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Senators’ attitudes rob students of learning opportunity


Instead of an equal, reasonable discussion, USF students who attended Wednesday’s Florida Senate Budget Committee meeting were met with condescending attitudes from senators, who questioned their ability to understand the Florida budget.

Students’ comments were shot down by Sen. Evelyn Lynn, R-Daytona Beach, chairwoman of the Subcommittee on Higher Education Appropriations.

“Everything is a very political world up here,” Lynn told students. “What you say and how you say it is all part of your education. You need to learn about how you say things if you want to make relationships with my colleagues here who will come back.”

Another senator, Sen. Arthenia Joyner, D-Tampa, told students there was no way she could expect them to understand how the budget process works.

Student comments were met with harsh remarks: Some were told they had their “facts wrong.” Others were told not to tick off people in power. Study the budget more in-depth, senators said. Their tones of voice, harsh and accusatory, were unnecessary toward students who want to make a real impact in the legislative process.

USF students could face a potential 58 percent budget cut to their college if the Senate’s proposed budget passes, and have a right to be concerned about the disproportionate cuts to USF compared to other Florida universities. The University of Florida, for example, could face a 25.8 percent cut, while Florida State University might lose 22.3 percent. The University of Central Florida has the second-highest proposed cut at 34.9 percent.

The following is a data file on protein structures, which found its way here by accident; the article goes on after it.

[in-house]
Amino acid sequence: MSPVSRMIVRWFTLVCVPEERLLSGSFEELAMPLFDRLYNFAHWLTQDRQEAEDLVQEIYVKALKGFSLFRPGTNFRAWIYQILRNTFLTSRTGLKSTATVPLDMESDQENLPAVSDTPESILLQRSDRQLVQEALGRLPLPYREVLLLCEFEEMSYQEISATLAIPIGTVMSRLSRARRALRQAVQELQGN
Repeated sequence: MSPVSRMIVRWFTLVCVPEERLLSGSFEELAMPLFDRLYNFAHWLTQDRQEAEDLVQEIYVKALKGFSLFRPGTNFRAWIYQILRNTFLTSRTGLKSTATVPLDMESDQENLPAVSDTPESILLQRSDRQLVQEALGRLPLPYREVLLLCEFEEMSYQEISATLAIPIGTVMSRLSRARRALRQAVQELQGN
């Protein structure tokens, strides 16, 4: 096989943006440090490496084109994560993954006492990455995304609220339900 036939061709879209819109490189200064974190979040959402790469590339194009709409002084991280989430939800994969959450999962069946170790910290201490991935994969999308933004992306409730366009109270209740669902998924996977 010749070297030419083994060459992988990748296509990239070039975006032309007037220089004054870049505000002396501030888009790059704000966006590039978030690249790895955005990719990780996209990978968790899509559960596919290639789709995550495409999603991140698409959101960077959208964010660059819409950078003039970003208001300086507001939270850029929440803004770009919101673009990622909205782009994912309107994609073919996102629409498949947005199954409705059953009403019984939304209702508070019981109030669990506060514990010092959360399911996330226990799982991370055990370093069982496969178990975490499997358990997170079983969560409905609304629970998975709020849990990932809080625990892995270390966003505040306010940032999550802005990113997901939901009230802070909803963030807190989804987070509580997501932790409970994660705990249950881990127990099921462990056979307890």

While there may have been some misconceptions or wrongly stated facts from USF students, that is no reason for legislators to become defensive and disrespectful toward their concerns. The Budget Committee meeting was public, and citizens attending other public meetings also state misguided or opinionated information. Yet, the Florida Senate seemed unusually harsh toward USF students, perhaps for actively attempting to influence their budget.

Students who left Tampa on shuttle buses at 3 a.m. and traveled to Tallahassee on such short notice should have been commended for putting a human face on the massive proposed cuts to higher education.

Instead, Sen. Alan Hays, R-Umatilla, said students should “take (understanding the budget) up as a class project.”

This is a real issue that should not be put into theoretical terms. It’s true that students are not experts in budgetary concerns. However, students are equipped with the tools, passion and intelligence to understand budgetary matters just as well as any senator — and in this case, they are much more affected by the outcome of the decision.

Many senators even benefit greatly from student interns, who are often tasked with reading and deciphering bills and budgetary documents.

Legislators and students need to use this as a learning opportunity, and should sincerely consider student concerns and respect their presence and involvement in the political process. If there is a misunderstanding or a student states a fact incorrectly, they should be corrected with patience.

Hannah Feig is a senior majoring in chemistry.